In her recent Blog (29) Nicola McDowell explains how moving house to a completely new place has resulted in her visual difficulties due to her simultanagnostic vision returning with a vengeance. This observation is very important, just as it is fascinating.
When we visit new places, we are able to embrace the new scenery and quickly build up a visual mental map of our surroundings. This results in our ability to get about progressively improving, because we no longer have to work out where we are and where we are going, it becomes automatic.
Simultanagnostic vision is not conscious. People who have it are not aware that they can only see one or two things at a time. This means that paradoxically, they do not have visual symptoms despite being significantly visually disabled, because symptoms have to be describable. This condition is said to be rare. However, in my experience of having seen hundreds of affected children and many affected adults, - identified because their visual difficulties have been explained to me in great detail, by witnesses like relatives and close friends - I think it is likely to be common, but it goes unrecognised, because most affected people are unaware of what they are not seeing.
For 17 years after her brain injury, Nicola did not know that she had simultanagnosia. It was only when she listened to a talk about the subject, accurately describing many of her experiences, that she came to know the cause and nature of what she now calls her ’visual gremlins’.
As a teacher of children with cerebral visual impairment, she was able to immediately identify with the same visual difficulties that her pupils had. This led her to go on to study the subject in detail. As she learned about her visual condition, she gradually became able to overcome her visual difficulties by devising strategies to do so, including visual search techniques.
But now, having moved to a completely new place, she is having to start all over again. What does this mean?
It means that her principal successful strategy of dealing with her visual difficulties, was to consciously and progressively build up her own personal library of mental maps of her whole environment, both within the home and out and about, by mentally ’photographing’ each perceptible single visual element, and then zipping them up together into holistic memorable visual scenes. This is something that everyone with typical vision, which encompasses many items with each new glance, is able to do without thinking.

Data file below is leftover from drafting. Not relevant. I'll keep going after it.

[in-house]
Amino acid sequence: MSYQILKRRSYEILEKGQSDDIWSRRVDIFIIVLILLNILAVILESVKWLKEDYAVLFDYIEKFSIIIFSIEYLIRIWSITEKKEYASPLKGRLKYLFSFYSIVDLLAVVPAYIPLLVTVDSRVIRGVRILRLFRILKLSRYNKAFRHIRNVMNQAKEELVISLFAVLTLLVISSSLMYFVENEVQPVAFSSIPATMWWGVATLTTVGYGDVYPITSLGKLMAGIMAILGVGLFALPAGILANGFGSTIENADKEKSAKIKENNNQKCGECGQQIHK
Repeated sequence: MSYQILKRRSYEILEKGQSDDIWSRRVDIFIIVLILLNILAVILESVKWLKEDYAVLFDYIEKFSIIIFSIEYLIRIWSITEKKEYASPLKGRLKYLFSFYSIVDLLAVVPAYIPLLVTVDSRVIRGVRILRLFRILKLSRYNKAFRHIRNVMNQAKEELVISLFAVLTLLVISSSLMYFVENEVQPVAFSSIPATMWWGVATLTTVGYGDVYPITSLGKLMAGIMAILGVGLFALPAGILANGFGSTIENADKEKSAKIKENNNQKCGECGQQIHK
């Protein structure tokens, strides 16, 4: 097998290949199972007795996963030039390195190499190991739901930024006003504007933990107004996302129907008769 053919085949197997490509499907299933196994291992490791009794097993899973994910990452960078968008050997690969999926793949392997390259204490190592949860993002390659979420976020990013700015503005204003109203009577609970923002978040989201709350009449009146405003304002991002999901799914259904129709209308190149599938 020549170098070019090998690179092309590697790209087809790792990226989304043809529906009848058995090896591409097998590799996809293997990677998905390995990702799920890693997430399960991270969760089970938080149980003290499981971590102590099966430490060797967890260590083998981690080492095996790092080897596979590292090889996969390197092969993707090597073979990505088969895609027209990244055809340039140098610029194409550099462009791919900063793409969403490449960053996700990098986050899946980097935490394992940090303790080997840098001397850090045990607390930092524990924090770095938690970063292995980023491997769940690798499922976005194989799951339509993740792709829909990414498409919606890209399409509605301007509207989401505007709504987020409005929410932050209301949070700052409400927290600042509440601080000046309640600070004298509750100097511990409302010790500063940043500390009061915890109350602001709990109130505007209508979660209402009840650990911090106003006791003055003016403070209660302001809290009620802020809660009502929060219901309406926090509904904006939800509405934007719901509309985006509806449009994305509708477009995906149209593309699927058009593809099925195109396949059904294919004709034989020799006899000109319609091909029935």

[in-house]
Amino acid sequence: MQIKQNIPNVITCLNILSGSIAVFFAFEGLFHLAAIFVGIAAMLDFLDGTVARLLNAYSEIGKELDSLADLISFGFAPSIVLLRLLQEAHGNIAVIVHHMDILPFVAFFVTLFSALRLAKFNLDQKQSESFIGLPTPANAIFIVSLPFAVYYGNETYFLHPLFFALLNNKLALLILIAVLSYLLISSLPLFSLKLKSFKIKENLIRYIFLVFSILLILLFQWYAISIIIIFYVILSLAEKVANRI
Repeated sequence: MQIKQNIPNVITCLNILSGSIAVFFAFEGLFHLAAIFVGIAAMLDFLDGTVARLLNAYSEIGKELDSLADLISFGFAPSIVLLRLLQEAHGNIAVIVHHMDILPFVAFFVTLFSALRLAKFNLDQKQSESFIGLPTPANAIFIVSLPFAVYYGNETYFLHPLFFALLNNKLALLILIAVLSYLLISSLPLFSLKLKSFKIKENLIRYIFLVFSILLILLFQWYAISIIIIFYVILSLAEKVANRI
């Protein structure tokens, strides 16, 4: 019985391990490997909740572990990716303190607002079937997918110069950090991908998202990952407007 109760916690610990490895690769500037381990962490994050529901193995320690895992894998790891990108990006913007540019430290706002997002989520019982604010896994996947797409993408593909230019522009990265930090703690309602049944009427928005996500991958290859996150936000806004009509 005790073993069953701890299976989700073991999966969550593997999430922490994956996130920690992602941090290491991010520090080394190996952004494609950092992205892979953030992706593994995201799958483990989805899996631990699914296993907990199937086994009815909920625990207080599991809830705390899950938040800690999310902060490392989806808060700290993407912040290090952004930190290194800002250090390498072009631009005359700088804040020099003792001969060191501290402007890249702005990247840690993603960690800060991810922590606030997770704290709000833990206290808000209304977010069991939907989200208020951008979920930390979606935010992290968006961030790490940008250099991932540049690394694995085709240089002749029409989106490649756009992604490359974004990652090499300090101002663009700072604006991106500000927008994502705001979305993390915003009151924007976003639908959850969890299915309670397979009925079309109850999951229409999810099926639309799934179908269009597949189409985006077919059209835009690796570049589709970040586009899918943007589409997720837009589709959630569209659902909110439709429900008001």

So now we have an explanation for why children with CVI have great difficulties going to new places, as do the elderly whose vision is affected by dementia.
The educational implications for children with severe CVI are of course profound. For example, when moving to a new school, or even going on holiday, it’s clear what action needs to be taken if there is a risk of the child becoming disorientated and upset.
The child needs to be given time to actively explore and engage with new places in advance, so as to progressively build up new memories. Key elements of new environments need to be highlighted, to allow the child to progressively build up their own holistic mental visual maps. Moreover, adverse emotional reactions to new places can now be anticipated, understood and prepared for.
Clearly, the same overall ideas also apply to those elderly people whose vision is similarly affected.
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